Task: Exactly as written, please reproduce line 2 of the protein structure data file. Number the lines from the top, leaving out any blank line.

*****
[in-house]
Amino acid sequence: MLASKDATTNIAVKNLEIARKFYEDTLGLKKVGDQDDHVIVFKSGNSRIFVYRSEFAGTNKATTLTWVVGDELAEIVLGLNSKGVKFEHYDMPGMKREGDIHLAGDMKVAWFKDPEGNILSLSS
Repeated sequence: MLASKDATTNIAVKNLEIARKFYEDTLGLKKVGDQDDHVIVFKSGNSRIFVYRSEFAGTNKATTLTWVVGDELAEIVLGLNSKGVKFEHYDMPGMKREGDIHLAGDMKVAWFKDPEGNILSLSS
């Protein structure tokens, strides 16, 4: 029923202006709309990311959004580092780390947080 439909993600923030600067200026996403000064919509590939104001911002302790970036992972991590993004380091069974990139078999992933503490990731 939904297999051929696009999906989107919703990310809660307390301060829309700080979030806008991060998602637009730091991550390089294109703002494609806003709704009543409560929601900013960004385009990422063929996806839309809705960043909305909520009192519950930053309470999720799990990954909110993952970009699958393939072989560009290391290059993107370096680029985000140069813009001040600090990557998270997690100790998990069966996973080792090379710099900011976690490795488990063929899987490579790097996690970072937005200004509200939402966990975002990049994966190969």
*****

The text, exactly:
Amino acid sequence: MLASKDATTNIAVKNLEIARKFYEDTLGLKKVGDQDDHVIVFKSGNSRIFVYRSEFAGTNKATTLTWVVGDELAEIVLGLNSKGVKFEHYDMPGMKREGDIHLAGDMKVAWFKDPEGNILSLSS